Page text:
AP Royal Oak Tourbillon Chronograph Openworked Review
Join us as we explore a prized watch by any watch lover’s standards.
It’s not every day that I get to review an iconic Audemars Piguet watch, the likes of which only 100 exist in the world. This is as much a treat to me as it is for me to share with you. Let’s jump right in!
A few things about this Audemars Piguet Royal Oak watch make it uniquely special. Like we just mentioned, it is a limited edition with only 100 units made, so there is a good chance that you will never see another person wear one. In a world of copy-cats and unprecedented abundance, rarity and originality have become a thing these days.
But all vanity aside, it’s made of a highly scratch-resistant black ceramic material. Furthermore, it uses the same combination of brushed and polished finishing along with the case, bracelet and bezel as you would see on the precious metal and steel models that everyone has grown to love over the years. So, it is still true to the original just with some added benefits that will keep your watch looking newer for longer.
It was the early 1960s when watchmakers began experimenting with ceramics, Rado being the first. However, in the last few decades, it became very mainstream, even for upper-market luxury watch brands like AP and such.
The case is 44m in diameter with a 13.20 case thickness and is sealed tight. The bezel is fixed to the case with 8 stainless steel hex-shaped screws. The transparent and scratch-resistant sapphire case back is sealed to the back of the case with an 8 round stainless-steel screw. Some special engraving can be found on the back of the case which says: “Royal Oak” on the top, and “LIMITED EDITION OF 100 PIECES” wrapping around the bottom.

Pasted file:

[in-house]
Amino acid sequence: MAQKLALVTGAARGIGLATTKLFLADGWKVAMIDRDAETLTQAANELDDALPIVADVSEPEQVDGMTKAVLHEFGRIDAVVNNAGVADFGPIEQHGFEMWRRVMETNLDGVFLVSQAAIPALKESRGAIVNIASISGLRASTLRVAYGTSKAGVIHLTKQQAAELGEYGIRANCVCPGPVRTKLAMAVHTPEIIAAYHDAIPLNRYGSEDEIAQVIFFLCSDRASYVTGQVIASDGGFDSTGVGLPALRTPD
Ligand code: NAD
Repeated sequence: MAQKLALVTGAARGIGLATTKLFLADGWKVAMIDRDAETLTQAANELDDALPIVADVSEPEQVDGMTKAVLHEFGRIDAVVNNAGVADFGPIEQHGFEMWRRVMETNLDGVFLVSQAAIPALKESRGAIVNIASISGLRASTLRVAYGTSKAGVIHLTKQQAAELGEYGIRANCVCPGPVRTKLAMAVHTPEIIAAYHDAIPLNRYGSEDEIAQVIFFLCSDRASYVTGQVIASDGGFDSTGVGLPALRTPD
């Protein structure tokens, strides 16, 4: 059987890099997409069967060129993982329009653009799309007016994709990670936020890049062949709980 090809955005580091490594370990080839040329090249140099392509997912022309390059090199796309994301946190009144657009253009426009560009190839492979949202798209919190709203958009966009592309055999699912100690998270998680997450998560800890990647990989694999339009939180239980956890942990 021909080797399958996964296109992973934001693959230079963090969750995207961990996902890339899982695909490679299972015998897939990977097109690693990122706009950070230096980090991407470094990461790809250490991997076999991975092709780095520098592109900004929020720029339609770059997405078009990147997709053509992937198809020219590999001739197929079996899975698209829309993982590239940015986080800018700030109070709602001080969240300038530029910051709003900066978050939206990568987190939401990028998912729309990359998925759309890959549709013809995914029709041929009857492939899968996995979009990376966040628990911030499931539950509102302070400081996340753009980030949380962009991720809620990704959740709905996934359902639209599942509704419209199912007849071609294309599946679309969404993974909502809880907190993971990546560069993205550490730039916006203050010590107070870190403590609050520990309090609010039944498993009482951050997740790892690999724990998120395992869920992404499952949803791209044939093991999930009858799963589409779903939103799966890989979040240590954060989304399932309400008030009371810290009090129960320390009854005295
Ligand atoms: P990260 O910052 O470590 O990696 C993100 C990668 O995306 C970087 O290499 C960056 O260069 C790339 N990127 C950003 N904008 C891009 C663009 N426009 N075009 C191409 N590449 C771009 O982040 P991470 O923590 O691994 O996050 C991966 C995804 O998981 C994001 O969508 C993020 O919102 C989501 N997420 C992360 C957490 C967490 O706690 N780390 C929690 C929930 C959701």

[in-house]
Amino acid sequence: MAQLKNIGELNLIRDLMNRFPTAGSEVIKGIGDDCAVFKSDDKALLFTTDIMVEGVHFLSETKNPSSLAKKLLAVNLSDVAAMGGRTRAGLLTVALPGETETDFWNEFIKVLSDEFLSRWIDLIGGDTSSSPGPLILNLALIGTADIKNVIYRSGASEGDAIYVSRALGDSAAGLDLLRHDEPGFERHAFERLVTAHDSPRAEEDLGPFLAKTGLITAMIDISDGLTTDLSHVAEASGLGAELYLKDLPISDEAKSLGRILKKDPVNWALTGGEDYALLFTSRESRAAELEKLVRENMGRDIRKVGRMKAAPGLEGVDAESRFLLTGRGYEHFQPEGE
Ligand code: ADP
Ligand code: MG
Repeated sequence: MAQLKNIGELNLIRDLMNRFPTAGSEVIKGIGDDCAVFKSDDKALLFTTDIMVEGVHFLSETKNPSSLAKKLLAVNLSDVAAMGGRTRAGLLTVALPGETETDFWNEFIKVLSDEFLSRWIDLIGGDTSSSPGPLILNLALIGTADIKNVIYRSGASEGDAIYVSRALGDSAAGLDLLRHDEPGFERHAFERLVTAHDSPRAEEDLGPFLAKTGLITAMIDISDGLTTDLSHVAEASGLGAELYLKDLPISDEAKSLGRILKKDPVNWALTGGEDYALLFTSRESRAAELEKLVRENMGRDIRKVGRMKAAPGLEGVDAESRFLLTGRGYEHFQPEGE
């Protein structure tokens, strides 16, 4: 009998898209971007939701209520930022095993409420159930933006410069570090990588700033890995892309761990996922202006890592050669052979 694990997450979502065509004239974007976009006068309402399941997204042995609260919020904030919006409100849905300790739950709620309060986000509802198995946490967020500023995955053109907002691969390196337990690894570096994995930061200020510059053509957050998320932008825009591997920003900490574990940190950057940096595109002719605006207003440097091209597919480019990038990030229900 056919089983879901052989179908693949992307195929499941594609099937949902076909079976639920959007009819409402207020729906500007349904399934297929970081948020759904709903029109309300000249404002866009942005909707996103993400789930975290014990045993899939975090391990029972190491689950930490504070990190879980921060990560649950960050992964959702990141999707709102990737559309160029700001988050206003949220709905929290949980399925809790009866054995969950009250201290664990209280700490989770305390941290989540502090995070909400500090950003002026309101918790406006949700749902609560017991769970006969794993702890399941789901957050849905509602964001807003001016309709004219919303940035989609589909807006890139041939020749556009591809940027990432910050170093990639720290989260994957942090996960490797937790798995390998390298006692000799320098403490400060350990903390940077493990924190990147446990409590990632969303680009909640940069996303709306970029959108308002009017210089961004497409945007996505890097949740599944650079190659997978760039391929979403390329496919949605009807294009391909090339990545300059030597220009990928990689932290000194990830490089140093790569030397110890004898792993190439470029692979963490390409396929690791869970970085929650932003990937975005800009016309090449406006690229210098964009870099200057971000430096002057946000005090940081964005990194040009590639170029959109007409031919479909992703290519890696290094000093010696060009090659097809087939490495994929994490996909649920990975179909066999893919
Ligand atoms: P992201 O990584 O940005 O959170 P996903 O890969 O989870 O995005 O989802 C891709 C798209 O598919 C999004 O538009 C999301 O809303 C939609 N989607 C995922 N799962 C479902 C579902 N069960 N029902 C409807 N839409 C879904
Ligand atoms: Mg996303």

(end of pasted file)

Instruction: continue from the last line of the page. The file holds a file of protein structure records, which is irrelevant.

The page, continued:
This watch is also unique for its mechanical complexity. Equipped with a tourbillon which is a horological complication or mechanical feature known to improve precision by counterbalancing the drag that gravity puts on the movement when the watch is at different angles. Even if it didn’t have any benefit, it is mesmerizing to the eye to watch and will fascinate anyone who sees it in action.
The tourbillon cage can be found at the 6 o’clock position on the open-worked dial. The baton-shaped hands on the dial are made of polished white gold and are filled with a luminous material that glows in the dark green just like the matching rounded index hour markers and downward-facing triangle at the 12 o’clock position.
Black sub-dials appear to just float in thin air on the dial. The one at the 3 o’clock position is a 30-minute counter used by the chronograph stopwatch function. The other is a small running second's sub-register and is at the 9 o’clock position. The other hands excluding the small running second's hand, meaning the 30-minute counter hand and black and white large central seconds hand are used by the chronograph for its timing function. The dial flange around the outskirts of the dial is black and has a white finely printed second's and split second's track for precise timing.
The whole skeleton dial, when looking at it in normal lighting, monochromatic with only a few small flashes of red used in the watch jewels found in the tourbillon and its cage. This matches perfectly with the black ceramic bracelet and even the two additional sporty rubber straps that are included with the watch. One is solid black rubber while the other is black rubber with grey sides. The bracelet includes an extra single set of black ceramic lug links, a titanium AP style deployant (folding) buckle.
The Audemars Piguet Royal Oak Tourbillon Chronograph Openworked watch featured here is model # 26343ce.oo.1247ce.01. It is powered by the manual wind (hand-wound), in-house Audemars Piguet caliber 2936 which is a 28-jewel 3Hz movement beating at 21,600 VpH with a power reserve of approximately 72 hours.